County approves changes to bonding requirements

Despite the testimony of numerous constituents who spoke in opposition to an ordinance change that allows a property owner to perform site work or construct improvements without posting a bond, Sussex County council on Tuesday decided 4-1 to approve it, albeit with a caveat of it automatically expiring in two years.

The amendment pertains to Chapter 99, Section 99-32 of the code of Sussex County and “allows a landowner to perform site work or construct certain improvements without posting a bond or performance guaranty.”

Several of those in opposition live in Reddenwood Forest in Milton, a development that is currently having difficulty receiving promised infrastructure from their developer.

“I am wholeheartedly against this,” said Gordon Giersch of Milton. “The 70-plus land- and homeowners I represent stand to be required to complete the work that the developer, Ocean Atlantic, didn’t do.

“If they can walk away from a bond, what are other people who buy from smaller builders going to do? Be required to do roads and sidewalks?” he asked. “It’s astounding to me that this is happening, and you are going to dilute the code even more. It makes absolutely no sense to me. “

Other speakers also commented that the amendment would weaken the current code and do little to protect the ultimate owners of the lots/homes within a development.

Peter Pagani of Reddenwood, who is a licensed architect and former land planner, said that, while he has an interest in having a strong construction industry, “I urge you to not allow this exception. The risk overwhelms that. And this shifts the risk to the people who eventually buy the lots. They assume a risk they didn’t know about.”

Assistant County Attorney Vince Robertson, who works with the county Planning & Zoning Commission and was sitting in for County Attorney Everett Moore on Jan. 10, explained that the amendment “does not eliminate bonding – it just postpones it until third parties come into play. It is [for the time] up until getting a building permit or transferring a lot, which they cannot do unless they post bond, a letter of credit or a cash bond.”

Dale Wheatley of Bridgeville said he thought people were misunderstanding things.

“There’s no more risk than there was before. You changed it a few years back, and we just want to try and get it back to the way it was before. You can’t sell a house until you have the bond — why is there any more risk?”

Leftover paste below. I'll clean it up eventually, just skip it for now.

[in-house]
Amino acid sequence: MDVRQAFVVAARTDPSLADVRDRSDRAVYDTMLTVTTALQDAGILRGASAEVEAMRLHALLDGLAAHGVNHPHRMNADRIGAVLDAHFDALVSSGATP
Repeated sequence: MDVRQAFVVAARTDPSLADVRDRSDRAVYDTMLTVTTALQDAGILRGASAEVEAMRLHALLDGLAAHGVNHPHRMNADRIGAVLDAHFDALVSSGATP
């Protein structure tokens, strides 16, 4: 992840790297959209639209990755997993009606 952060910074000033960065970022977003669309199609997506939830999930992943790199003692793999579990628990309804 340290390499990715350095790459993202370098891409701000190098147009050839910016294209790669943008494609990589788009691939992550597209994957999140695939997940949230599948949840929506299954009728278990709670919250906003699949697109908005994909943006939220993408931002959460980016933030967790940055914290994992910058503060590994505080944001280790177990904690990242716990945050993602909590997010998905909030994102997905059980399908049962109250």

Doug Simpson, also of Bridgeville, said he was in favor of the proposed amendment.

“No one is asking someone who bought a lot to have more risk,” he said. “It is just an opportunity to put in infrastructure without the extra costs of regulation. It is just so the developers can not be saddled with extra costs. Right now, banks are requiring cash for bonding — it’s impossible.”

Councilman Sam Wilson said, “You see the project. It’s far better off than a promise. Here, no third party exists. How can you be cheated if you don’t have a dime in it?”

Ultimately, the council decided 4-1, with Councilwoman Joan Deaver dissenting, that no further risk would be put on potential buyers and that the chance that a construction boom would result in jobs outweighed any perceived risk.

“If the reason is the economy,” said Councilman George Cole, “then this will help us get over the hump.”

They amended the amendment to include language “sunsetting” it two years from adoption. It also includes language that no lots would be sold and no building permits issued until all infrastructure is completed or a bond is posted.

In other county news:

• The county council deferred a decision and left the record open on two public hearings pertaining to disability benefits for county employees, pending comments from the county personnel board.

• The council approved a conditional-use application for a hot dog/hamburger vending unit to be placed on lands in Dagsboro Hundred, at the northwest corner of Shortly Road and Hardscrabble Road.

• The council approved a conditional-use application for land in a MR-medium density residential district for a multi-family dwelling structure (two units) to be located in Baltimore Hundred in the Tower Shores subdivision east of Route 1.